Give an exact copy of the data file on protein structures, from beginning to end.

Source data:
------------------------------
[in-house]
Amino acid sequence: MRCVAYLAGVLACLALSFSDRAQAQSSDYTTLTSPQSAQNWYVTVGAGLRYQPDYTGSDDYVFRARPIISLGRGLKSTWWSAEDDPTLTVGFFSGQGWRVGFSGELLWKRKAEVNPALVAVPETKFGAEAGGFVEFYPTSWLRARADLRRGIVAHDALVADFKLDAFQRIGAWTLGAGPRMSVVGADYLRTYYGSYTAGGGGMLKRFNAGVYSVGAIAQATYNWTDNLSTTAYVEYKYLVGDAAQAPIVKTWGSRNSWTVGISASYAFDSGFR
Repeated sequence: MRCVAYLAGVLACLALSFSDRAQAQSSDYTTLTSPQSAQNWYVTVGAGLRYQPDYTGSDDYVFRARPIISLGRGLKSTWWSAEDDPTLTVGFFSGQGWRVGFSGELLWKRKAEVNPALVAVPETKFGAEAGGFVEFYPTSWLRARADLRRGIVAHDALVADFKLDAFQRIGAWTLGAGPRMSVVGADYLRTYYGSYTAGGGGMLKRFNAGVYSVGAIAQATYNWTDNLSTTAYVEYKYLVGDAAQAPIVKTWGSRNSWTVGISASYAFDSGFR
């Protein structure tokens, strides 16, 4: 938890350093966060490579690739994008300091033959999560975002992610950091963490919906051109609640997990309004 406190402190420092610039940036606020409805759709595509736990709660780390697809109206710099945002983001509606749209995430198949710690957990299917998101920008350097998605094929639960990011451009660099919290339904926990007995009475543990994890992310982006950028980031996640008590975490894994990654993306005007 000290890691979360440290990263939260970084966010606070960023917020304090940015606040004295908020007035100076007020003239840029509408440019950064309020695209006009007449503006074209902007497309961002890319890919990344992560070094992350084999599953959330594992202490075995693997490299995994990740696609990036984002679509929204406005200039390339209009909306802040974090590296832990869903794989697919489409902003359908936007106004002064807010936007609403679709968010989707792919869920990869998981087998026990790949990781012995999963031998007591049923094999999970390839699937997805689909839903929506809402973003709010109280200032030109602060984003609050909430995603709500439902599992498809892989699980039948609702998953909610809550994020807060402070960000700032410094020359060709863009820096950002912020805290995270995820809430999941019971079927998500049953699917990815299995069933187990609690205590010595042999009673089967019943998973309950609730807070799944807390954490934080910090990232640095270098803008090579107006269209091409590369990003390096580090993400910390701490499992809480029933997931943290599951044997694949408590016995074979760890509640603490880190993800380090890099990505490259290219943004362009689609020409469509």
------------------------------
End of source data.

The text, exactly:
[in-house]
Amino acid sequence: MRCVAYLAGVLACLALSFSDRAQAQSSDYTTLTSPQSAQNWYVTVGAGLRYQPDYTGSDDYVFRARPIISLGRGLKSTWWSAEDDPTLTVGFFSGQGWRVGFSGELLWKRKAEVNPALVAVPETKFGAEAGGFVEFYPTSWLRARADLRRGIVAHDALVADFKLDAFQRIGAWTLGAGPRMSVVGADYLRTYYGSYTAGGGGMLKRFNAGVYSVGAIAQATYNWTDNLSTTAYVEYKYLVGDAAQAPIVKTWGSRNSWTVGISASYAFDSGFR
Repeated sequence: MRCVAYLAGVLACLALSFSDRAQAQSSDYTTLTSPQSAQNWYVTVGAGLRYQPDYTGSDDYVFRARPIISLGRGLKSTWWSAEDDPTLTVGFFSGQGWRVGFSGELLWKRKAEVNPALVAVPETKFGAEAGGFVEFYPTSWLRARADLRRGIVAHDALVADFKLDAFQRIGAWTLGAGPRMSVVGADYLRTYYGSYTAGGGGMLKRFNAGVYSVGAIAQATYNWTDNLSTTAYVEYKYLVGDAAQAPIVKTWGSRNSWTVGISASYAFDSGFR
């Protein structure tokens, strides 16, 4: 938890350093966060490579690739994008300091033959999560975002992610950091963490919906051109609640997990309004 406190402190420092610039940036606020409805759709595509736990709660780390697809109206710099945002983001509606749209995430198949710690957990299917998101920008350097998605094929639960990011451009660099919290339904926990007995009475543990994890992310982006950028980031996640008590975490894994990654993306005007 000290890691979360440290990263939260970084966010606070960023917020304090940015606040004295908020007035100076007020003239840029509408440019950064309020695209006009007449503006074209902007497309961002890319890919990344992560070094992350084999599953959330594992202490075995693997490299995994990740696609990036984002679509929204406005200039390339209009909306802040974090590296832990869903794989697919489409902003359908936007106004002064807010936007609403679709968010989707792919869920990869998981087998026990790949990781012995999963031998007591049923094999999970390839699937997805689909839903929506809402973003709010109280200032030109602060984003609050909430995603709500439902599992498809892989699980039948609702998953909610809550994020807060402070960000700032410094020359060709863009820096950002912020805290995270995820809430999941019971079927998500049953699917990815299995069933187990609690205590010595042999009673089967019943998973309950609730807070799944807390954490934080910090990232640095270098803008090579107006269209091409590369990003390096580090993400910390701490499992809480029933997931943290599951044997694949408590016995074979760890509640603490880190993800380090890099990505490259290219943004362009689609020409469509």